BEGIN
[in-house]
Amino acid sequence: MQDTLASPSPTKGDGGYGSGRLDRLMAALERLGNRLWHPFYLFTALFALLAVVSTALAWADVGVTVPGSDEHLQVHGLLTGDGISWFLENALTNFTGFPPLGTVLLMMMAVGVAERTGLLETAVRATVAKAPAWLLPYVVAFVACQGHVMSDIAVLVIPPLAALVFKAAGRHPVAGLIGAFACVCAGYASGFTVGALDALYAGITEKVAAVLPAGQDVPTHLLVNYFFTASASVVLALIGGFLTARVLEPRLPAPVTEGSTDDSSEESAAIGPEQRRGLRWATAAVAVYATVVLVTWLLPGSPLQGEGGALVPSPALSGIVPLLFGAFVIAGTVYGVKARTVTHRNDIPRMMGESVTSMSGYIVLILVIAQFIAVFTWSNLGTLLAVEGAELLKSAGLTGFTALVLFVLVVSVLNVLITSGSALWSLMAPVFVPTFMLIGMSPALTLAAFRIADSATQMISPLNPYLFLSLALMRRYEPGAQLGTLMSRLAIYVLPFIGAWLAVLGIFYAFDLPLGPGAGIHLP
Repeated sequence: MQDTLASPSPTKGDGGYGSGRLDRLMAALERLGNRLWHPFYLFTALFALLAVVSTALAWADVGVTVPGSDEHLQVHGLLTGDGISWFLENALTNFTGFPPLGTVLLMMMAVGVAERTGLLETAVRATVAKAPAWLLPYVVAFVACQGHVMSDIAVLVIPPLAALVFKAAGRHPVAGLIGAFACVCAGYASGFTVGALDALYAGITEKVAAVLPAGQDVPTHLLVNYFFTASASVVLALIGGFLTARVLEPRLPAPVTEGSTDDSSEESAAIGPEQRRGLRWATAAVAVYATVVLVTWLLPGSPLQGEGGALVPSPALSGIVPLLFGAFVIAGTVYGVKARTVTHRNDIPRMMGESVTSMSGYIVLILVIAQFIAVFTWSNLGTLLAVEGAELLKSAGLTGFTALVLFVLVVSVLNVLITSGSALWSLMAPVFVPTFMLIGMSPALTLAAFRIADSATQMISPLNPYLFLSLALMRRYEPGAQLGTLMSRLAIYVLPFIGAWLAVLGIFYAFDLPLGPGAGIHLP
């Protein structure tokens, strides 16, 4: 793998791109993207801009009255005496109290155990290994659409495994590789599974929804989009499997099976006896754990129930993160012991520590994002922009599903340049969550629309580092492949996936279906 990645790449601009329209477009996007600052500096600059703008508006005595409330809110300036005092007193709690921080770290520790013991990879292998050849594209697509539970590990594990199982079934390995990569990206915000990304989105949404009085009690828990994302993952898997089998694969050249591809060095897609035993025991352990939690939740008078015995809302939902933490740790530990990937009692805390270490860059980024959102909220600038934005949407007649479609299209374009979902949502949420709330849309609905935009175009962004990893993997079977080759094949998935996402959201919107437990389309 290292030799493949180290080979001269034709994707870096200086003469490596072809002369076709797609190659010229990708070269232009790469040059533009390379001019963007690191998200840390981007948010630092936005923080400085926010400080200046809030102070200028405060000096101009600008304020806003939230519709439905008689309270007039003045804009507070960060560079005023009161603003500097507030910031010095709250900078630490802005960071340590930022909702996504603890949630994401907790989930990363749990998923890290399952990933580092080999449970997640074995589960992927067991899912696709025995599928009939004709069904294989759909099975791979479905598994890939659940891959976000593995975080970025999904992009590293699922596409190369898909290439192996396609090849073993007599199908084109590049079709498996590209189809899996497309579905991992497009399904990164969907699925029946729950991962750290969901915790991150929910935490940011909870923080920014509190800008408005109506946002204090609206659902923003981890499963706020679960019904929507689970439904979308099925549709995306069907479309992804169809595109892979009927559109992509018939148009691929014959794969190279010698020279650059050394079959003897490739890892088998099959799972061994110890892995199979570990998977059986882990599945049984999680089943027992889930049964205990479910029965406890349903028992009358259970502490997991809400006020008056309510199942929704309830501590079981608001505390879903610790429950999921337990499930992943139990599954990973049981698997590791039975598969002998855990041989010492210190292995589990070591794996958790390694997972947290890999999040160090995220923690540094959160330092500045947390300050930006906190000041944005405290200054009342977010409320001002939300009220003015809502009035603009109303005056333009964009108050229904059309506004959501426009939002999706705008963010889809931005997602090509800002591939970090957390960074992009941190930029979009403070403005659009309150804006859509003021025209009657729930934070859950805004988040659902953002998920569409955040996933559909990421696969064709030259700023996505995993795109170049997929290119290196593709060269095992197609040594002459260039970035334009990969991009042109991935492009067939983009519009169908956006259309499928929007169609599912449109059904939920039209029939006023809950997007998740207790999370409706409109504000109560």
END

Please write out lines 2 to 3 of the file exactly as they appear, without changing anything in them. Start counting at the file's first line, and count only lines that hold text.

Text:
Amino acid sequence: MQDTLASPSPTKGDGGYGSGRLDRLMAALERLGNRLWHPFYLFTALFALLAVVSTALAWADVGVTVPGSDEHLQVHGLLTGDGISWFLENALTNFTGFPPLGTVLLMMMAVGVAERTGLLETAVRATVAKAPAWLLPYVVAFVACQGHVMSDIAVLVIPPLAALVFKAAGRHPVAGLIGAFACVCAGYASGFTVGALDALYAGITEKVAAVLPAGQDVPTHLLVNYFFTASASVVLALIGGFLTARVLEPRLPAPVTEGSTDDSSEESAAIGPEQRRGLRWATAAVAVYATVVLVTWLLPGSPLQGEGGALVPSPALSGIVPLLFGAFVIAGTVYGVKARTVTHRNDIPRMMGESVTSMSGYIVLILVIAQFIAVFTWSNLGTLLAVEGAELLKSAGLTGFTALVLFVLVVSVLNVLITSGSALWSLMAPVFVPTFMLIGMSPALTLAAFRIADSATQMISPLNPYLFLSLALMRRYEPGAQLGTLMSRLAIYVLPFIGAWLAVLGIFYAFDLPLGPGAGIHLP
Repeated sequence: MQDTLASPSPTKGDGGYGSGRLDRLMAALERLGNRLWHPFYLFTALFALLAVVSTALAWADVGVTVPGSDEHLQVHGLLTGDGISWFLENALTNFTGFPPLGTVLLMMMAVGVAERTGLLETAVRATVAKAPAWLLPYVVAFVACQGHVMSDIAVLVIPPLAALVFKAAGRHPVAGLIGAFACVCAGYASGFTVGALDALYAGITEKVAAVLPAGQDVPTHLLVNYFFTASASVVLALIGGFLTARVLEPRLPAPVTEGSTDDSSEESAAIGPEQRRGLRWATAAVAVYATVVLVTWLLPGSPLQGEGGALVPSPALSGIVPLLFGAFVIAGTVYGVKARTVTHRNDIPRMMGESVTSMSGYIVLILVIAQFIAVFTWSNLGTLLAVEGAELLKSAGLTGFTALVLFVLVVSVLNVLITSGSALWSLMAPVFVPTFMLIGMSPALTLAAFRIADSATQMISPLNPYLFLSLALMRRYEPGAQLGTLMSRLAIYVLPFIGAWLAVLGIFYAFDLPLGPGAGIHLP